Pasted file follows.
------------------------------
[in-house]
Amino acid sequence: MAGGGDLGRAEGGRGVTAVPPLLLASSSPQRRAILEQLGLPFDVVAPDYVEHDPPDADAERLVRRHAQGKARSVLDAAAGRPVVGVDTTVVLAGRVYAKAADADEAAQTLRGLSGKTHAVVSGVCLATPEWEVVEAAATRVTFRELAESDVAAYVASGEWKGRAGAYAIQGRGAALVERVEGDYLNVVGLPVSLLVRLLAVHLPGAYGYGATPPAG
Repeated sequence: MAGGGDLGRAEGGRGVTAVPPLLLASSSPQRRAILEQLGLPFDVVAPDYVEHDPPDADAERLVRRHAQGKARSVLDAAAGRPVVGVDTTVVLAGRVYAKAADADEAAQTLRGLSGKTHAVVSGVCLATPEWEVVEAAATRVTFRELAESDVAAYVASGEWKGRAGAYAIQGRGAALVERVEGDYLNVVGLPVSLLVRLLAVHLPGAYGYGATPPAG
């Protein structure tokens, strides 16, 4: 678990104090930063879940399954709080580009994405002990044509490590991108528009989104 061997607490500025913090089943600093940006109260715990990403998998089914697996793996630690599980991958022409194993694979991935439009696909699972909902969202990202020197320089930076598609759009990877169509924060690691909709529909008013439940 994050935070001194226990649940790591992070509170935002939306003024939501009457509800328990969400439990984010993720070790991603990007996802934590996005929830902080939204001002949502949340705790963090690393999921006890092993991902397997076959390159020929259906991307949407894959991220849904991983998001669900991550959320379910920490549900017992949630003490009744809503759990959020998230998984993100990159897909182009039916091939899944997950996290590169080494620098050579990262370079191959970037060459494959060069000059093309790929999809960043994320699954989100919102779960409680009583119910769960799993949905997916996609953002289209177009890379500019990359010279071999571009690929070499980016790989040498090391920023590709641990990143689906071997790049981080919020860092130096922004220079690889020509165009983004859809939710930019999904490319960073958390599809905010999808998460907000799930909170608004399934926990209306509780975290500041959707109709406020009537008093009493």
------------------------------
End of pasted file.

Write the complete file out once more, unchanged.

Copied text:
[in-house]
Amino acid sequence: MAGGGDLGRAEGGRGVTAVPPLLLASSSPQRRAILEQLGLPFDVVAPDYVEHDPPDADAERLVRRHAQGKARSVLDAAAGRPVVGVDTTVVLAGRVYAKAADADEAAQTLRGLSGKTHAVVSGVCLATPEWEVVEAAATRVTFRELAESDVAAYVASGEWKGRAGAYAIQGRGAALVERVEGDYLNVVGLPVSLLVRLLAVHLPGAYGYGATPPAG
Repeated sequence: MAGGGDLGRAEGGRGVTAVPPLLLASSSPQRRAILEQLGLPFDVVAPDYVEHDPPDADAERLVRRHAQGKARSVLDAAAGRPVVGVDTTVVLAGRVYAKAADADEAAQTLRGLSGKTHAVVSGVCLATPEWEVVEAAATRVTFRELAESDVAAYVASGEWKGRAGAYAIQGRGAALVERVEGDYLNVVGLPVSLLVRLLAVHLPGAYGYGATPPAG
């Protein structure tokens, strides 16, 4: 678990104090930063879940399954709080580009994405002990044509490590991108528009989104 061997607490500025913090089943600093940006109260715990990403998998089914697996793996630690599980991958022409194993694979991935439009696909699972909902969202990202020197320089930076598609759009990877169509924060690691909709529909008013439940 994050935070001194226990649940790591992070509170935002939306003024939501009457509800328990969400439990984010993720070790991603990007996802934590996005929830902080939204001002949502949340705790963090690393999921006890092993991902397997076959390159020929259906991307949407894959991220849904991983998001669900991550959320379910920490549900017992949630003490009744809503759990959020998230998984993100990159897909182009039916091939899944997950996290590169080494620098050579990262370079191959970037060459494959060069000059093309790929999809960043994320699954989100919102779960409680009583119910769960799993949905997916996609953002289209177009890379500019990359010279071999571009690929070499980016790989040498090391920023590709641990990143689906071997790049981080919020860092130096922004220079690889020509165009983004859809939710930019999904490319960073958390599809905010999808998460907000799930909170608004399934926990209306509780975290500041959707109709406020009537008093009493």